Remembering Thin Lizzy and Phil Lynott on the anniversary of his death

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It was 28 years ago today that Thin Lizzy frontman Phil Lynott, suffering from a kidney and liver infection, died of heart failure and pneumonia at a hospital in England. Years of drug and alcohol abuse had taken their toll, and he was taken away from all who loved him—and his exhilirating brand of guitar-heavy rock—at the age of 36.

But for hardcore Lizzy fans like myself, he’s never really gone away. His passion and intensity is always as close as that worn-out vinyl copy of Jailbreak. Or Black Rose: A Rock Legend. Or Bad Reputation. Or Fighting.

Dedicated Lynott followers are aware that most people only know him and his band of Les Paul-cranking rowdies for their 1976 hit “The Boys are Back in Town”, or to a lesser degree its followup, “Jailbreak”. But we’re content just immersing ourselves in the huge bounty of killer songs that the group delivered, from its 1972 version of the traditional Irish ballad, “Whiskey in the Jar”—which Metallica saw fit to cover quite nicely—to the pummeling near-metal of 1983’s “Cold Sweat”.

Band members would change now and again—the “classic” guitar team of Scott Gorham and Brian Robertson was preceded by Eric Bell, and Robertson’s spot was taken at times by Gary Moore, Snowy White, and John Sykes—but always consistent were Lynott’s powerful voice, his throbbing bass runs, and his knack for adventurous story-songs that would delve into Celtic mythology one moment and youthful abandonment the next.

I never got to meet Phil Lynott in person, or even interview him on the phone, but I came close one time. I saw Thin Lizzy play Vancouver’s Pacific Coliseum twice, the first time opening up for Queen on its Day at the Races tour of ’77, I believe it was, and then again when Lizzy warmed up for Styx in October of ’78.

For the ’78 show I worked my way up to the front of the stage and, wearing my prized Bad Reputation t-shirt, rocked out about 10 feet from my heroes. I was a little put off at first that Brian Robertson wasn’t on stage, but the guy replacing him, Gary Moore, was a complete madman on guitar. It was the most thrilling concert experience of my life.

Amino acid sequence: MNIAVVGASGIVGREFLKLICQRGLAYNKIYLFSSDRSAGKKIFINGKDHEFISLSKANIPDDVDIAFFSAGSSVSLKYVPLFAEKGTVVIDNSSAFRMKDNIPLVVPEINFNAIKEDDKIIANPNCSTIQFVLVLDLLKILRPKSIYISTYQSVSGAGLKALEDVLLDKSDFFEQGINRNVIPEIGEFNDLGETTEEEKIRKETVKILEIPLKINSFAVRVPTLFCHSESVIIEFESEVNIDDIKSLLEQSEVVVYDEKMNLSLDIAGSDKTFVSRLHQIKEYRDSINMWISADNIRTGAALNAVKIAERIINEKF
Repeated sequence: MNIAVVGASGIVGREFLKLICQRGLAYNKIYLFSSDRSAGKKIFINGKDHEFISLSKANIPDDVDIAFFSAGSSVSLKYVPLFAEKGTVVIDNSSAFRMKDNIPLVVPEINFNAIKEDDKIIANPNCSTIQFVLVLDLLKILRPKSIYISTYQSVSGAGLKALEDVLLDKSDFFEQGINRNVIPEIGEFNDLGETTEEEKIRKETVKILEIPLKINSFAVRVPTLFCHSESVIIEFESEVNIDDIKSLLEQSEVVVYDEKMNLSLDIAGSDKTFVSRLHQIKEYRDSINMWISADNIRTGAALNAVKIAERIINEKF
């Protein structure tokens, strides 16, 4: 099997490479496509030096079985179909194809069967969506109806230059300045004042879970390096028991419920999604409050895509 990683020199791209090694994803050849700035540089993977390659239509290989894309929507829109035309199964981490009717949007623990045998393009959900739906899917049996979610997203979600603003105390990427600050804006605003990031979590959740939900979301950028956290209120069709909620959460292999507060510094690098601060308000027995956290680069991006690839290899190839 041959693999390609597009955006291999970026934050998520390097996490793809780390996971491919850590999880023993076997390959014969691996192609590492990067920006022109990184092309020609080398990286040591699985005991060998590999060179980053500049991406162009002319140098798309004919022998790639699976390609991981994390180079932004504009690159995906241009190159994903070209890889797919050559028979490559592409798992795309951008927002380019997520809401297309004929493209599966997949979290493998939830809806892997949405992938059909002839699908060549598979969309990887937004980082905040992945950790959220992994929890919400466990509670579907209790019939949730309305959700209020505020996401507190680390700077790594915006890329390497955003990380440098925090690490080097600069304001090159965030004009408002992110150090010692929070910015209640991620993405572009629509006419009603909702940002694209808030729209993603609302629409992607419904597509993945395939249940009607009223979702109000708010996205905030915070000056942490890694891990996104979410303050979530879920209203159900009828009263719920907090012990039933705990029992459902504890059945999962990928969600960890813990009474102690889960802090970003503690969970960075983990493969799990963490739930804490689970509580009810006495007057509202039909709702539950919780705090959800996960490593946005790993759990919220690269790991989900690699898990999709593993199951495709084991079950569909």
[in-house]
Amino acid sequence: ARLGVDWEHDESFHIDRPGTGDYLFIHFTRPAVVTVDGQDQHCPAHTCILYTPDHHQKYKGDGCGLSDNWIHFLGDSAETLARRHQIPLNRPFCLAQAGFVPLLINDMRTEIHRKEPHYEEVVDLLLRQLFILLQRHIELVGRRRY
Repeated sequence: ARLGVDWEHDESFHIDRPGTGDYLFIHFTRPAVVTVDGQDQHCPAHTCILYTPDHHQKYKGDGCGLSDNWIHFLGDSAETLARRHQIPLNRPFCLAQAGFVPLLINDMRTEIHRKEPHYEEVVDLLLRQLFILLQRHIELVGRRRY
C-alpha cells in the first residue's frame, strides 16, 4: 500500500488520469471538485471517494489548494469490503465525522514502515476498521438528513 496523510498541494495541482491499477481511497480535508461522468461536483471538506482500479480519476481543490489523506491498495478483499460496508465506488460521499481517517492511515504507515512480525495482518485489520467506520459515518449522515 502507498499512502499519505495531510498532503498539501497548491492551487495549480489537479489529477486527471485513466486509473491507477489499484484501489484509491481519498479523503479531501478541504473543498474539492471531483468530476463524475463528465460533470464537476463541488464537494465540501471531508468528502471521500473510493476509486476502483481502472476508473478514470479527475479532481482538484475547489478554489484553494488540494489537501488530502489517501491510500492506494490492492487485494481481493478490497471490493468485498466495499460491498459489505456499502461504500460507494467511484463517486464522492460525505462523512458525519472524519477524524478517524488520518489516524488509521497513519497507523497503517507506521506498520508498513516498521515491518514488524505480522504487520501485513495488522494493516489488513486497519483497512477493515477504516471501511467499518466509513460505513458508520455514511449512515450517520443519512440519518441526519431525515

Not being the biggest Styx fan in the world, I was wandering around the Coliseum concourse during their headlining set and who did I spot leaning up against a railing, smoking a Marlboro and watching Styx, but Scott Gorham! We started talking, and he was incredibly friendly. I remember asking him for a Marlboro just so I could have one as a souvenir, and he gave me his last one.

Then he motioned me to follow him, and the next thing you know he’s slapped a green all-access pass on my leg and we’re strolling along backstage together. I noticed Gary Moore walking alone ahead of us, and asked Gorham what happened to Brian Robertson. I’ll never forget his answer: “Oh, this guy’s way better!”

Perhaps realizing by then that I was the ultimate Thin Lizzy fan, Gorham parked me outside the band’s dressing room, told me to wait a minute, and then headed inside. Looking back now I like to think that, in his infinite kindness, he was seeing if it was cool to take me back and meet Phil. I’ll never know for sure. But he came back out with a resigned look on his face, handed me a little Thin Lizzy mirror pin, and told me I could just hang out backstage and watch the rest of the show.

I vividly remember Tommy Shaw and the other guys from Styx walking past me, all smiles and laughter, to play their encore, but I couldn’t tell you what song it was. I was stuck in my Thin Lizzy moment, and have been ever since.

The green backstage pass has been permanently affixed to my vinyl copy of Jailbreak.

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Not sure what happened to the Marlboro.

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